DENVER — Throughout our lives, we face major choices about our careers: where we should live, how our jobs will impact our families, which company would be best to work for – or, whether we should start our own?
At this moment in our history, more Black Americans are investing in themselves and their own ideas for businesses. And while it’s partially about money, here are several voices about how business often comes with other questions:
Jeffrey Blair | Owner, EyeSeeMe Bookstore, University City, Mo.
“Owning a Black-owned business in 2022 is very challenging, but at the same time very rewarding.
"Myself and my wife, Pamela, opened up the store in 2015, and it was to address an issue. There’s a gap in the bookstore industry in really having enough titles and books that reflect people of color, and especially children. We decided to open up the bookstore to fill that gap: making sure that all children can see themselves in the books that they read.
“University City is the crossroads [between the more urban and suburban parts of St. Louis]. We wanted to make sure African-American parents had a resource, but we also wanted to make sure non-African-American parents could expose their children to diverse literature. That’s very deliberate. We’re right here at the crossroads, and I think our customer base sort of reflects that.
“We saw very early on that when our children didn’t see themselves in certain things, they began to draw false conclusions about themselves. So many times, we have grandparents or parents that come in here literally crying, because they feel like, ‘Wow – a place that I can come, and every title I see reflects me.’ It’s very hard to describe.
“It’s a bookstore, so you know, margins are not really super-great. Opening up a brick-and-mortar bookstore during this time was crazy. But we felt the issue we were addressing was so important we had to give it a try. We hear that, and it gives us the fuel to keep going. Just how trees hold the dirt together, I think businesses in the community hold the community together. So, I think it’s of the utmost importance that we were here."
Fathima Dickerson | Co-Owner, Welton Street Cafe, Denver, Co.
“I love the city of Denver. We’re in Five Points. This is a historically Black district. When people come here, they’re looking for Black businesses in particular. And then, Black people are looking for Black places.
“Welton Street Café is food for the soul. We have everything that’s fried: fried chicken, fried okra, greens, hams, mac-and-cheese—it’s a hearty eat. The neighborhood has shifted, and so that Black identity, that Black culture, is very scarce, and it’s like holding on at the thread. I’m 34 years old. I have seen the entire neighborhood just … change.
"Running a Black-owned business in 2022, we’re in a space where people are expanding and opening their horizon and wanting to make sure they’re supporting Black businesses. So, I do appreciate that. Our clientele is still very Black, though.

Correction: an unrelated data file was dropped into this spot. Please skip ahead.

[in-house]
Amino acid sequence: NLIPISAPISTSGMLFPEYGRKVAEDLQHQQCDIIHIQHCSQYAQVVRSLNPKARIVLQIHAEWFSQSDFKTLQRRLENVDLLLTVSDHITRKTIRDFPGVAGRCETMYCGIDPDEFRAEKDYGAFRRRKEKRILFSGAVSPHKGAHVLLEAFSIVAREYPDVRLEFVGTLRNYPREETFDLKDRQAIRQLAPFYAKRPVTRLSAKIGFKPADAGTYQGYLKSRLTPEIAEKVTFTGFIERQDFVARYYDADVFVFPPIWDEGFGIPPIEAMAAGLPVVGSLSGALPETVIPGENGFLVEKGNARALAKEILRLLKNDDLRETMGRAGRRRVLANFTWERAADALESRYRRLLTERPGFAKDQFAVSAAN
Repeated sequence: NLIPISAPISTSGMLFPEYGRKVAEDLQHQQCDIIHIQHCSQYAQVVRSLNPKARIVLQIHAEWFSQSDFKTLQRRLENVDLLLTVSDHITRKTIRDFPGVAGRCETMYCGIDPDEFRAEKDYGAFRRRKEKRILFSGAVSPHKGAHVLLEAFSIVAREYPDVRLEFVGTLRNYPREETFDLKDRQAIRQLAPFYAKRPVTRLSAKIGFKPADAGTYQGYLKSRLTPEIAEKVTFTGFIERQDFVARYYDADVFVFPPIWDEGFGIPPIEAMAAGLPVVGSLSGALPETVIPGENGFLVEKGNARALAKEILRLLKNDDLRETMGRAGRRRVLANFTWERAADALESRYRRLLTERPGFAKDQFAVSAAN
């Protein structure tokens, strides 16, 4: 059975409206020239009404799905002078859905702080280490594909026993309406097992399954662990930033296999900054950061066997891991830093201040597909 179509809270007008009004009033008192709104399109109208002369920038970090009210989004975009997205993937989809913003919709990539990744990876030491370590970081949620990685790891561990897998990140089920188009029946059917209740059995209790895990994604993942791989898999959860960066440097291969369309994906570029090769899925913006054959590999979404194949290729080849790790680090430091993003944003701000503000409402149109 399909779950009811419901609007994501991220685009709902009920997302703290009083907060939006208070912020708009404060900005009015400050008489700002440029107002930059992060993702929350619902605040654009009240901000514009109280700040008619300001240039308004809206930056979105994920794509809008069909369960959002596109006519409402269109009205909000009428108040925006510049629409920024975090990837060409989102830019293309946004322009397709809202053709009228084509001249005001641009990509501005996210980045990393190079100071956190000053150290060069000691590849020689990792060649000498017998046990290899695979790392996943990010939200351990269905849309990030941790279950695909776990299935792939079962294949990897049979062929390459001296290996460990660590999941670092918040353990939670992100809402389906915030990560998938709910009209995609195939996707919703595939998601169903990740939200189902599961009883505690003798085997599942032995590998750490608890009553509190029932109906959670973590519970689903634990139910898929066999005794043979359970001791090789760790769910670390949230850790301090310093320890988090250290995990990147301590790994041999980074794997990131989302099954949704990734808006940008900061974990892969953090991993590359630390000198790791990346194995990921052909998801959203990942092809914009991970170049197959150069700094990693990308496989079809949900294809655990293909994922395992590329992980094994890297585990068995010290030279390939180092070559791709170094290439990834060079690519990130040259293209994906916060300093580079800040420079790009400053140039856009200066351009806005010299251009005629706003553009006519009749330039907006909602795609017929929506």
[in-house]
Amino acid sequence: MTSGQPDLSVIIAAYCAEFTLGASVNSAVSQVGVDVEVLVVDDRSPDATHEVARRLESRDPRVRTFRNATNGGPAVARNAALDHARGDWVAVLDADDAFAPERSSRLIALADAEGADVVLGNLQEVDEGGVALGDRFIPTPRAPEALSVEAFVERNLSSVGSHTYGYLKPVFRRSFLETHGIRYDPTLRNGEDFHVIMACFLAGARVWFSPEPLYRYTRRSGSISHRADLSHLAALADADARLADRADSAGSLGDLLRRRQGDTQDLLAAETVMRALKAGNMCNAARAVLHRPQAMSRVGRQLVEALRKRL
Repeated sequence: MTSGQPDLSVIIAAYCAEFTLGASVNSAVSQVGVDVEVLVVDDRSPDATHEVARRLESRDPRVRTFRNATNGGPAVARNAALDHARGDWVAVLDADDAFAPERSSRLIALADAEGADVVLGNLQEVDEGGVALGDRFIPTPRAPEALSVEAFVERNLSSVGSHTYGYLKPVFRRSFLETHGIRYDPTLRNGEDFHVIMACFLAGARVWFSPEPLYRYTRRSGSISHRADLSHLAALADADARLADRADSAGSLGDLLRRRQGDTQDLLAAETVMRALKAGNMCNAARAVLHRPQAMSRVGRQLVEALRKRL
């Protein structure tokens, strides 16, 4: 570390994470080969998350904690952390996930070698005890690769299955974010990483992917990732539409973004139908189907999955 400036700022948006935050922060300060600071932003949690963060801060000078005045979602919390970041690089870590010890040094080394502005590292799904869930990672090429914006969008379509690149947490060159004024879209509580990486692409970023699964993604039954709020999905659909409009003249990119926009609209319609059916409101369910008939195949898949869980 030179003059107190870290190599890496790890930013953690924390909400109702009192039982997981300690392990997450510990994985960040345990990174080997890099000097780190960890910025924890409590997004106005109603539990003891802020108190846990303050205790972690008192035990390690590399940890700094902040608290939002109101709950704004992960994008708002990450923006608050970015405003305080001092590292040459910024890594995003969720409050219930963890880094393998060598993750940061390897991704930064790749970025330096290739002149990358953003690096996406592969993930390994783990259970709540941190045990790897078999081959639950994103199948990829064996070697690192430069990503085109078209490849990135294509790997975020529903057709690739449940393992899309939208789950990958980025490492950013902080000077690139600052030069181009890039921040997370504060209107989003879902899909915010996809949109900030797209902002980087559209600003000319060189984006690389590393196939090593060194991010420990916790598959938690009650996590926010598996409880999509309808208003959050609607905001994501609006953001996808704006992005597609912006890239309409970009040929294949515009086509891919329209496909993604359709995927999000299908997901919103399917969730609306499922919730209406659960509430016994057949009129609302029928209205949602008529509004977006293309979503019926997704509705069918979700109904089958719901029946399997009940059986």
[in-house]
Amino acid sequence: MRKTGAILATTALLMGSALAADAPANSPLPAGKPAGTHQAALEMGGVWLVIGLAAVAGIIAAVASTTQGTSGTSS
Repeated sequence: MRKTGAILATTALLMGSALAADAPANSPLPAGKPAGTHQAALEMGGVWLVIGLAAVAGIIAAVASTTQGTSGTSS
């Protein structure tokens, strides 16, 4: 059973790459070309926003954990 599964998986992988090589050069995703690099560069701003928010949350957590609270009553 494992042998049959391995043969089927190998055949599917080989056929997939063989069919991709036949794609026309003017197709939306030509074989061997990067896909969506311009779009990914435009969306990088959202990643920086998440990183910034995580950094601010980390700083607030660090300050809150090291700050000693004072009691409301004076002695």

"My parents have had our business operating in this district for 36 years. We’re here for family. We’re here for community, and we’re here to serve. Black people had a history of being found in Five Points. Find us in Five Points. That matters. We are here to make sure we are serving in a historically Black district for the community.
“Whatever the lane is that you work, just work your lane, and people will see you. I love what I do because you can see how people’s lives change through food. It’s a reward that I’m here every day. We’re changing lives around food every day."
Steve Harris | Owner, Out the Box Gym, Cincinnati, Ohio
“To be a Black business owner in 2022, for me, I'm very grateful, feel blessed, and excited for everything that’s to come.
"I was told by several people, ‘Good luck starting a gym in the middle of a pandemic.’ But again, I was blessed that everything fell right into place.
“Honestly, I didn’t think anything about being Black and starting a business. I just thought about starting a business. I thought about helping other trainers, helping the clients that I already have. I’ve been thinking about starting my own gym and personal training facility for as long as I’ve been a personal trainer, and 2020 just seemed to be the right time. For me, having the business isn’t anything to do with me being my race.
“When you walk through the doors in here, we have a sign on the door that says, ‘We do not discriminate against race, sex, gender, sexual orientation.' We’re the only business in Cincinnati that is on the transfriendly.com site. Not only am I Black, but I’m part of the LGBTQ community, so it’s about helping everyone. There’s also rainbow flags on the door as well, which also took some time, because I didn’t want the business just to be known as a Black-owned business or an LGBT-owned business. But I did want to be out there for people to know that, yes, we are accepting of everyone.
“There’s always a risk of alienating a specific group of people. I didn’t want anyone to think that we were just a Black-owned business or that we were just catering to the LGBT community. But I also wanted to know that we are welcoming to everyone.
"The way society is right now is very divided. But I want people to know that we are welcoming. When people walk into the facility, they see people of all communities in here. Everyone is welcoming. We are building a community.”